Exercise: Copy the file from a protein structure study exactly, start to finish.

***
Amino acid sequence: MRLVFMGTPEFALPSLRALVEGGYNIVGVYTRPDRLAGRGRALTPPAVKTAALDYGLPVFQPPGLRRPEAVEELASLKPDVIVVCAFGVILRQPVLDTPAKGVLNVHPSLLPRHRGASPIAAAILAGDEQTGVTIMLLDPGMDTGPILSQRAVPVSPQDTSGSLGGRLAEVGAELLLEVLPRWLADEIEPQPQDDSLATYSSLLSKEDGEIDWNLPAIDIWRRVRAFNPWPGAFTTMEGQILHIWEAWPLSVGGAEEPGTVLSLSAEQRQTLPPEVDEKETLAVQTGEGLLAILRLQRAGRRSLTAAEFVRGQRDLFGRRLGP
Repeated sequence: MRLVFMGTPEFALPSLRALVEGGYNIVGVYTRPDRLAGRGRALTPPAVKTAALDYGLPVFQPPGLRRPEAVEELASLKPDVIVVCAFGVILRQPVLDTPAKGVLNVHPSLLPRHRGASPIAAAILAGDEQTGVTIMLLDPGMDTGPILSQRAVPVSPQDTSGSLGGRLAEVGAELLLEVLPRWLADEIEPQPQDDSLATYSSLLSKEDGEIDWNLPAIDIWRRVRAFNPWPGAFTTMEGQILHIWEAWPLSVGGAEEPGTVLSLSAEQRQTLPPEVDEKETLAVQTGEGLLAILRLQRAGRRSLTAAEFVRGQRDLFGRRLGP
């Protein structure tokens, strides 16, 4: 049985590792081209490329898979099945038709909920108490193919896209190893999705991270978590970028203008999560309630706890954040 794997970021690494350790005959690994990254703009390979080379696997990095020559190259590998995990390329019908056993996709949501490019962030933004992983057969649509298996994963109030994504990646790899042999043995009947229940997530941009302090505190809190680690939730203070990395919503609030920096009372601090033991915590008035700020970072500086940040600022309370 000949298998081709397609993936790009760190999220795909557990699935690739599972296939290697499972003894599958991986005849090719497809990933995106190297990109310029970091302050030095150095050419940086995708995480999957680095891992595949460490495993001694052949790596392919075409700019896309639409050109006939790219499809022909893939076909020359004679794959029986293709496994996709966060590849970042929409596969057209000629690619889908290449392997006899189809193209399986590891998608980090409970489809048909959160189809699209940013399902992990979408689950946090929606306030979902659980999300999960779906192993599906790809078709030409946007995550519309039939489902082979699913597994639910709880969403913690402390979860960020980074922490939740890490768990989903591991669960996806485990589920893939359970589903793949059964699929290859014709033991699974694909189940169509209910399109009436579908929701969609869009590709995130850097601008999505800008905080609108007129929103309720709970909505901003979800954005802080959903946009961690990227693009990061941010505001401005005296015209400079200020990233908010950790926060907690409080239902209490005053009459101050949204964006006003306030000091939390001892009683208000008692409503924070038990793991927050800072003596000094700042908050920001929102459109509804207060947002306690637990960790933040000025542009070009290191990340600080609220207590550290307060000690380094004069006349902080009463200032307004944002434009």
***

Amino acid sequence: MRLVFMGTPEFALPSLRALVEGGYNIVGVYTRPDRLAGRGRALTPPAVKTAALDYGLPVFQPPGLRRPEAVEELASLKPDVIVVCAFGVILRQPVLDTPAKGVLNVHPSLLPRHRGASPIAAAILAGDEQTGVTIMLLDPGMDTGPILSQRAVPVSPQDTSGSLGGRLAEVGAELLLEVLPRWLADEIEPQPQDDSLATYSSLLSKEDGEIDWNLPAIDIWRRVRAFNPWPGAFTTMEGQILHIWEAWPLSVGGAEEPGTVLSLSAEQRQTLPPEVDEKETLAVQTGEGLLAILRLQRAGRRSLTAAEFVRGQRDLFGRRLGP
Repeated sequence: MRLVFMGTPEFALPSLRALVEGGYNIVGVYTRPDRLAGRGRALTPPAVKTAALDYGLPVFQPPGLRRPEAVEELASLKPDVIVVCAFGVILRQPVLDTPAKGVLNVHPSLLPRHRGASPIAAAILAGDEQTGVTIMLLDPGMDTGPILSQRAVPVSPQDTSGSLGGRLAEVGAELLLEVLPRWLADEIEPQPQDDSLATYSSLLSKEDGEIDWNLPAIDIWRRVRAFNPWPGAFTTMEGQILHIWEAWPLSVGGAEEPGTVLSLSAEQRQTLPPEVDEKETLAVQTGEGLLAILRLQRAGRRSLTAAEFVRGQRDLFGRRLGP
């Protein structure tokens, strides 16, 4: 049985590792081209490329898979099945038709909920108490193919896209190893999705991270978590970028203008999560309630706890954040 794997970021690494350790005959690994990254703009390979080379696997990095020559190259590998995990390329019908056993996709949501490019962030933004992983057969649509298996994963109030994504990646790899042999043995009947229940997530941009302090505190809190680690939730203070990395919503609030920096009372601090033991915590008035700020970072500086940040600022309370 000949298998081709397609993936790009760190999220795909557990699935690739599972296939290697499972003894599958991986005849090719497809990933995106190297990109310029970091302050030095150095050419940086995708995480999957680095891992595949460490495993001694052949790596392919075409700019896309639409050109006939790219499809022909893939076909020359004679794959029986293709496994996709966060590849970042929409596969057209000629690619889908290449392997006899189809193209399986590891998608980090409970489809048909959160189809699209940013399902992990979408689950946090929606306030979902659980999300999960779906192993599906790809078709030409946007995550519309039939489902082979699913597994639910709880969403913690402390979860960020980074922490939740890490768990989903591991669960996806485990589920893939359970589903793949059964699929290859014709033991699974694909189940169509209910399109009436579908929701969609869009590709995130850097601008999505800008905080609108007129929103309720709970909505901003979800954005802080959903946009961690990227693009990061941010505001401005005296015209400079200020990233908010950790926060907690409080239902209490005053009459101050949204964006006003306030000091939390001892009683208000008692409503924070038990793991927050800072003596000094700042908050920001929102459109509804207060947002306690637990960790933040000025542009070009290191990340600080609220207590550290307060000690380094004069006349902080009463200032307004944002434009």